Chapter XXVI - 90 Home | Index | Previous | Next

XXVI. Curse or Godsend?

The messenger from the hermitage said, "O emperor, our preceptor has a son; though he is of tender years, the splendour of his spiritual attainment is overwhelming. He reveres his father as his God and has as his chief aim in life, his service and the upkeep of his renown. His name is Sringi. You came to that hermitage; propelled by some inscrutable impulse, you placed a dead snake round the neck of the father of this Sringi, who is also my preceptor: A few children saw it and they ran towards Sringi, who was engaged in games with his comrades, to inform him. He did not believe it at first; he continued with his game. But, the children of the hermitage repeated the news often and insistently; they jeered at him for merrily playing on, when his father had been insulted so grossly. Even his playmates laughed at his callousness. So, he ran as fast as he could towards his cottage, and found that their report was true."

"When he turned back, he saw you moving off from the place and, without any sense of discrimination about what is of lasting significance and what is of temporary interest, urged on by frantic passion and anger, that teenage fellow lost control over himself... and pronounced a curse on you. This has caused unending pain on my preceptor." The Emperor interrupted him and asked, "O son of a hermit, tell me what the curse is". The youth replied, "Lord, I find it hard to tell you. My tongue refuses to utter it. But, yet I have to communicate it since my preceptor has commissioned me to do so. The son of my preceptor promptly took the waters of the holy Kowsiki river in his palm, and pronounced, "Seven days from this day, may the king be bitten by the snake 'Thakshaka', a terrible curse, indeed." The youth stopped, for his grief overpowered him and he broke into tears.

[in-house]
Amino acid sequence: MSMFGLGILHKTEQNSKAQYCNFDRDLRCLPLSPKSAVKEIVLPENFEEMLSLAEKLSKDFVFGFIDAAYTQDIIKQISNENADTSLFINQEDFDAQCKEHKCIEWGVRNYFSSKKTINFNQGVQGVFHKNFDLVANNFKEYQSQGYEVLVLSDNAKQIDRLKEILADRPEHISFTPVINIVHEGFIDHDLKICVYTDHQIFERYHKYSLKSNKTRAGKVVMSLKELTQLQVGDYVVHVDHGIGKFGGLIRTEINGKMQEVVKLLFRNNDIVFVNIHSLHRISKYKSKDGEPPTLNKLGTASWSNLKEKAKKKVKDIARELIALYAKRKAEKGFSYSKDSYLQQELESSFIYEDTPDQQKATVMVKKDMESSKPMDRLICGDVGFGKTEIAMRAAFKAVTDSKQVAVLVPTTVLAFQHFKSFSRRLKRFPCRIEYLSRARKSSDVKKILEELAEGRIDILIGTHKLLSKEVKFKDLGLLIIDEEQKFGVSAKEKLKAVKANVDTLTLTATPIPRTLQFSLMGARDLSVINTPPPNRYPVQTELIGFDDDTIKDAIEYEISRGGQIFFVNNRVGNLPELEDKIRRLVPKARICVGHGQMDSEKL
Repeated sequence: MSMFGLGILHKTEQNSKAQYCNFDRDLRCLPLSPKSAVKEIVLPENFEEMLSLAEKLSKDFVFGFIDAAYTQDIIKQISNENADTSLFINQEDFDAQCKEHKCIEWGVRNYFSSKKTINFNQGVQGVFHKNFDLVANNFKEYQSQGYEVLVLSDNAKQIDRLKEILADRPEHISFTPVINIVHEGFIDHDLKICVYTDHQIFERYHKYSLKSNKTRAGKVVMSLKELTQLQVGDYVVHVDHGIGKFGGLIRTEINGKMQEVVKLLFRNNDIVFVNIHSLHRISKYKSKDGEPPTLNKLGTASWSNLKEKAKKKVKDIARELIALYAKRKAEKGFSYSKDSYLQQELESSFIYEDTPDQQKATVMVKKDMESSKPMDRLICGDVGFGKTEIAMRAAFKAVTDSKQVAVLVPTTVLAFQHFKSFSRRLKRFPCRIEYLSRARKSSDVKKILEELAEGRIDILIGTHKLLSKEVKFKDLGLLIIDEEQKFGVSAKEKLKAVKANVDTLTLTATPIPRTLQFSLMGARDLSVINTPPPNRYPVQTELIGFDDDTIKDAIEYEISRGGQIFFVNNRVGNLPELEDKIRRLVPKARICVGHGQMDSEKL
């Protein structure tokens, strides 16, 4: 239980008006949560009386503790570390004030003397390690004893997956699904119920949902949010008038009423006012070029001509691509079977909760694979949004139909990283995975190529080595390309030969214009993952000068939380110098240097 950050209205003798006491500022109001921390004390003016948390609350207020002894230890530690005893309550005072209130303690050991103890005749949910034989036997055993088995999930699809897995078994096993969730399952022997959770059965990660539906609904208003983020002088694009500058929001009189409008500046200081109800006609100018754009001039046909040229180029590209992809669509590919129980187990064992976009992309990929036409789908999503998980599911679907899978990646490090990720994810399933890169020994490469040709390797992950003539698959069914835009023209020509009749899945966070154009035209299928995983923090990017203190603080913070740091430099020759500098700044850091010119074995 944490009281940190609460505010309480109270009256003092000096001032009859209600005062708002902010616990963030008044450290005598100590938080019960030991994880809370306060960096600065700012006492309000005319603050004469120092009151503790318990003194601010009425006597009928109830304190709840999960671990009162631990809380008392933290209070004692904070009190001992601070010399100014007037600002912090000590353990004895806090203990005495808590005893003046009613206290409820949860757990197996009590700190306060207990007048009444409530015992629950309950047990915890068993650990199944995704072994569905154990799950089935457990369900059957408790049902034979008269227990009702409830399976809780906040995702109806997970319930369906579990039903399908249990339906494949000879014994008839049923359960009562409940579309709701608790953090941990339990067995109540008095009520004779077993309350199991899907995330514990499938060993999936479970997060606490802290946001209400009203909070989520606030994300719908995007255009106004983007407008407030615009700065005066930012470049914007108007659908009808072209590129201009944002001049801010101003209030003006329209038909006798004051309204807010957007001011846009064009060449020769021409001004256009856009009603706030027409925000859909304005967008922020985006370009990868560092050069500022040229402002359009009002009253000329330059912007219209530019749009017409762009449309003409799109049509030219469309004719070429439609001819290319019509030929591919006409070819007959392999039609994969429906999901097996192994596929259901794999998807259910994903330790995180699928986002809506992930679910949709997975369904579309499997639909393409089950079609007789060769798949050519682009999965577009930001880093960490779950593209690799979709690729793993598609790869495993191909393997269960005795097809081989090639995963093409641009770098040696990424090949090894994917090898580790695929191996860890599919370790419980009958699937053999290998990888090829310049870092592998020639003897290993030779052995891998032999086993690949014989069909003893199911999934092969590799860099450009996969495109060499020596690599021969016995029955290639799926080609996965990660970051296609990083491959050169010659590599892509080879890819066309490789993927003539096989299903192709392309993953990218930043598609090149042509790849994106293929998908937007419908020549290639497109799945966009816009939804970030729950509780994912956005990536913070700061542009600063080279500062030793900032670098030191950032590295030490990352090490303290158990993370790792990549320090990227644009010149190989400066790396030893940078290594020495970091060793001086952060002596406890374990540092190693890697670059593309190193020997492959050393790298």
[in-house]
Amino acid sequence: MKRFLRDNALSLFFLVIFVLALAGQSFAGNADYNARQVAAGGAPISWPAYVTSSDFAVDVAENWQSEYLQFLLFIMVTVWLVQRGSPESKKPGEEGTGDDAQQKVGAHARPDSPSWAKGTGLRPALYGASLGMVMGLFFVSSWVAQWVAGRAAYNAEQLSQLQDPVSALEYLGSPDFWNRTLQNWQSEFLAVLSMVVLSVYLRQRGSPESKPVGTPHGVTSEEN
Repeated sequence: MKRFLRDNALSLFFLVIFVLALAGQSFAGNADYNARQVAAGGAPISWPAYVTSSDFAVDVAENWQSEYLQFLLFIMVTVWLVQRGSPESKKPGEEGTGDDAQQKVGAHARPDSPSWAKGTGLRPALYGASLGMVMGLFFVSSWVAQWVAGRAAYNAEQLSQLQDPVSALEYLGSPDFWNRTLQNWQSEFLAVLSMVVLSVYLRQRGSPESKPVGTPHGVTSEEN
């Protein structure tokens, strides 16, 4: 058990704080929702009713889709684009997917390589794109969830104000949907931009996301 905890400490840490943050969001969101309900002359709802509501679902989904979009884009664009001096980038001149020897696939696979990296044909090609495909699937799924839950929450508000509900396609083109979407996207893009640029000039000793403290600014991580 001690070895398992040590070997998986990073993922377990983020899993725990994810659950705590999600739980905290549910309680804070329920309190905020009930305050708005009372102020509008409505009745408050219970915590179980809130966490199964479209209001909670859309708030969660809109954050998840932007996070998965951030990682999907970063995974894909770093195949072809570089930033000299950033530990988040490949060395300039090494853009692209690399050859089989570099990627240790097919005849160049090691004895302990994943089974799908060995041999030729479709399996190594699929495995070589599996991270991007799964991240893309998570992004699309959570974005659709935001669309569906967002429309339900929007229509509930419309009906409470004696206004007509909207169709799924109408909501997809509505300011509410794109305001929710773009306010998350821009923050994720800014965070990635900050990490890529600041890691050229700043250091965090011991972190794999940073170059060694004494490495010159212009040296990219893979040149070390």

But, the emperor only smiled. He said, "Young hermit, is this a curse? To be bitten by Thakshaka, and that too seven days later? This is no curse, this is a signal gift of grace! This is a blessing from the lips of the son of the preceptor. Immersed in the affairs of the empire, I had become slothful regarding the affairs of the spirit and of God, which are the goals of life. As a result, the merciful Lord, Hari, moved the tongue of that Rishi's son to articulate those words. He has allotted me an interval of seven days! What a great blessing is this! It must be divine will that I should spend every moment of these seven days in the contemplation of God. From this very second, I shall dedicate both time and thought, without intermission at the feet of the Lord. Young friend, what more did your preceptor command you to inform me? Tell me soon. My heart is yearning to hear it."